Microsoft emerged as the big winner of the OpenAI turmoil on Monday, hiring ousted CEO Sam Altman and other key startup staff to stave off a potential flight to rivals and help deepen its lead in the artificial intelligence race .
The turmoil at OpenAI since Friday had raised fears about the fallout for Microsoft, which has pumped in billions of dollars and uses the pioneer’s technology for most of its AI offerings.
The move ensured that “the golden child of AI” will remain at Microsoft, analysts said, as the company competes with Alphabet-owned Google to dominate the emerging industry.
Shares of Microsoft rose about 1.5%, with the company on track to add nearly $30 billion to its market value at current levels. That was almost equal to the valuation OpenAI commanded during its last fundraising.
“If Microsoft lost Altman, he could have gone to Amazon, Google, Apple or any number of other tech companies,” said Wedbush Securities analyst Dan Ives.
“Instead, he is now safely at Microsoft headquarters. In fact, we now see Microsoft in a stronger position with Altman and Brockman using AI at Microsoft.
Altman will lead a new research team at the software giant following his surprise ouster by OpenAI, which shocked the tech industry. He will be joined by Greg Brockman, another co-founder of OpenAI, and other researchers including Szymon Sidor.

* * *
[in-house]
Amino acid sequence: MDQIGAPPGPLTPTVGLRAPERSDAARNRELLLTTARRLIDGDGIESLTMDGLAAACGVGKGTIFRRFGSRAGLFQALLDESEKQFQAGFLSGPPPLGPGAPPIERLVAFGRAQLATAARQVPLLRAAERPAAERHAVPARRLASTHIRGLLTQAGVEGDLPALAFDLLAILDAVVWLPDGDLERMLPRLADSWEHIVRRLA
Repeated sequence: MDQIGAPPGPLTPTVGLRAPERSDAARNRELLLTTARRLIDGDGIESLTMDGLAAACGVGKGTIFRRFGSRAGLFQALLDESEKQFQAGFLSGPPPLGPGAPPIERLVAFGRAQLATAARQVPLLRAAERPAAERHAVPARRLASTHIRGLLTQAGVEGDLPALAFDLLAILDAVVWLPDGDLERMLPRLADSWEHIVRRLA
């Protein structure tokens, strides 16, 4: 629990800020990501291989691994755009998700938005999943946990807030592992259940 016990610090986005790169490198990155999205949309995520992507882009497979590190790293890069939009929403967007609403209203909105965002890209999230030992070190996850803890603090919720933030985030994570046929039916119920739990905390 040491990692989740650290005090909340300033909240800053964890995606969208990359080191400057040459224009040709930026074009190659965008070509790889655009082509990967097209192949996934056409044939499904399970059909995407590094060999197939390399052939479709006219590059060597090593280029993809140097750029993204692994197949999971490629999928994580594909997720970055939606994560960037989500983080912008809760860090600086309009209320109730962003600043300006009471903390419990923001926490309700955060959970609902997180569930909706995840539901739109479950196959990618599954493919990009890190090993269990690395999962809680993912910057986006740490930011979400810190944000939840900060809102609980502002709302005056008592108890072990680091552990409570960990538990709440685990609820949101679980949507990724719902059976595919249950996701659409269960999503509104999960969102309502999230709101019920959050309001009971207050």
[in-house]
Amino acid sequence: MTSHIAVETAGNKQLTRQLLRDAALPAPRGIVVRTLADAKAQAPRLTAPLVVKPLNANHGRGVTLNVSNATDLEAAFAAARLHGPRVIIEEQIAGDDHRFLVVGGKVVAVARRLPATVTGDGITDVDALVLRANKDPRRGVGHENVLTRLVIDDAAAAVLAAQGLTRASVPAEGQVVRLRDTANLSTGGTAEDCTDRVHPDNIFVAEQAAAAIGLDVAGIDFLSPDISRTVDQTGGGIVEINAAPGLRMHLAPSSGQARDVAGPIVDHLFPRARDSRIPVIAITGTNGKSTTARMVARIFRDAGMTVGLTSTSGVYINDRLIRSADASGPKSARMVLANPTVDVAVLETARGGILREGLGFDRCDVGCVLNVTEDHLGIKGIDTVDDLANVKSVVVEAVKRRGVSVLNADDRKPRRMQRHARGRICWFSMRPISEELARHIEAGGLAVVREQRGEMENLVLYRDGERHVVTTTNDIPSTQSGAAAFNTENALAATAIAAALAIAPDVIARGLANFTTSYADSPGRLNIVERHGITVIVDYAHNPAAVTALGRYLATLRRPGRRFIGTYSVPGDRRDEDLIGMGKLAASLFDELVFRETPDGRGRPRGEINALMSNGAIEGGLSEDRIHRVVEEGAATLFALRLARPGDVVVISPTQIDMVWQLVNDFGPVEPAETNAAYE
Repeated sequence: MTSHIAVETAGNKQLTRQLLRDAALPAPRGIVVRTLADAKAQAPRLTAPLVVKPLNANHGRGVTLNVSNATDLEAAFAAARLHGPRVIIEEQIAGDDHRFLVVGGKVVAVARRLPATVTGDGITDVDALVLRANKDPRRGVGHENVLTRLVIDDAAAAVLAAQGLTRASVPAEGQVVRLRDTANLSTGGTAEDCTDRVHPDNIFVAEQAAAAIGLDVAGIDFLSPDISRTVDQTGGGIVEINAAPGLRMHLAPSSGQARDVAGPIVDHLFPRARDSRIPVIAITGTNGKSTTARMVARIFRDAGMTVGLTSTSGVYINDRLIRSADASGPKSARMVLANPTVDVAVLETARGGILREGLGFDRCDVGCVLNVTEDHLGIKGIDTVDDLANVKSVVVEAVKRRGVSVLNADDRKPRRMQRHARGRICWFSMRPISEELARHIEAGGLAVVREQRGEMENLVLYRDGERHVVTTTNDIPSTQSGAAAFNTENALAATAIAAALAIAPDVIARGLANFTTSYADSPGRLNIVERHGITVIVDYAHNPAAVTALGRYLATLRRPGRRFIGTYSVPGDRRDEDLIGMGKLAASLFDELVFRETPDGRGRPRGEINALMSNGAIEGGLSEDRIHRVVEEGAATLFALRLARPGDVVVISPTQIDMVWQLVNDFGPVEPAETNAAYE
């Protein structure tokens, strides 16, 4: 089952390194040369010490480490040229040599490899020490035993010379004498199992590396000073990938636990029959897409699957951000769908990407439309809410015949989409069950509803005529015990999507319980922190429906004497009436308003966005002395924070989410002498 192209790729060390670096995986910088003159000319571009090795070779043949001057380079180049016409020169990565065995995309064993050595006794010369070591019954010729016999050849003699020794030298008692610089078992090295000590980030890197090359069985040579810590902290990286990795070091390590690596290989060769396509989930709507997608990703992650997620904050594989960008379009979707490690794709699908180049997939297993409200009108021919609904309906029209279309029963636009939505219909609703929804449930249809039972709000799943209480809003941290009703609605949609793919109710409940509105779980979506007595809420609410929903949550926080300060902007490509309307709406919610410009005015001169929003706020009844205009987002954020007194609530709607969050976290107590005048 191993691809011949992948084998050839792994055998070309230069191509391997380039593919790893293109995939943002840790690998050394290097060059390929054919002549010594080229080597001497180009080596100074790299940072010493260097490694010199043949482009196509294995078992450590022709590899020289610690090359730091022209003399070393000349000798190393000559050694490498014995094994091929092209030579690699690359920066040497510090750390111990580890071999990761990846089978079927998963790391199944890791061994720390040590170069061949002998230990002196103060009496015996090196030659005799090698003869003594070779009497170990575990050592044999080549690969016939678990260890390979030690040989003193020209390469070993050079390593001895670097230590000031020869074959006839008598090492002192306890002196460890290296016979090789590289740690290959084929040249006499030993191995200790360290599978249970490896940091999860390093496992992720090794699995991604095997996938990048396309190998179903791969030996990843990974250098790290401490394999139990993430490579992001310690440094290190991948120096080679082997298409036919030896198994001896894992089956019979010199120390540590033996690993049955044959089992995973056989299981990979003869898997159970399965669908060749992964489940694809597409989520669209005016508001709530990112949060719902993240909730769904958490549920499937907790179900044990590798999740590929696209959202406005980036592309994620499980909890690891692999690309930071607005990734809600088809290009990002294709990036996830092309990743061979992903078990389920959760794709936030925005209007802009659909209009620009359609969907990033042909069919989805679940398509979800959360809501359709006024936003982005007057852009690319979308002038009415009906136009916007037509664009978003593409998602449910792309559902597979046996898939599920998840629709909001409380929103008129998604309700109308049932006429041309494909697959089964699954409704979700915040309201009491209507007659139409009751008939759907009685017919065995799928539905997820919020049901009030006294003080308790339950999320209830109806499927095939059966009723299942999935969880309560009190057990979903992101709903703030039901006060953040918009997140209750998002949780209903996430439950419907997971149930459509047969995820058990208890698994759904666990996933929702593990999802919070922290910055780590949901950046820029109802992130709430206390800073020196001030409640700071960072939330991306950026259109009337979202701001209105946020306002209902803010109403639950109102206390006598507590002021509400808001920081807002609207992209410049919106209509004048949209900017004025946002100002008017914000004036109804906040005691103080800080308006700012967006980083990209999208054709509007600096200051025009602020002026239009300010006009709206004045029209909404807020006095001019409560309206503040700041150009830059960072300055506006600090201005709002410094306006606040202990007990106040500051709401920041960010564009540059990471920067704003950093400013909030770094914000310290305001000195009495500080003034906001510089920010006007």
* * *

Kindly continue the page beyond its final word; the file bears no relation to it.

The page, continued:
Analysts also said more employees could move to Microsoft as the unrest could impact what was expected to be a stock sale at an $86 billion valuation by the startup, potentially impacting employee benefits at OpenAI.
“The for-profit subsidiary OpenAI was about to launch a secondary operation with a valuation of over $80 billion. These ‘Profit Participation Units’ would be worth over $10 million to key employees. Suffice to say, this not going to happen now,” says Chip. industry newsletter SemiAnalysis said.
Several employees of the startup, including former interim CEO Mira Murati, said in posts on social media platform X on Monday that “OpenAI is nothing without its people.”
At Microsoft, the Altman-led team will also likely have greater access to the computing power it needs, as the company is the second-largest U.S. cloud player and has committed to spending billions to expand the capacity of its data centers.
“If the team were to follow the startup path, they would have had to spend a lot of time rebuilding GPT-4. Instead, they will have access to much of the IP they need for future products at Microsoft “, according to SemiAnalysis.
(Except for the headline, this story has not been edited by NDTV staff and is published from a syndicated feed.)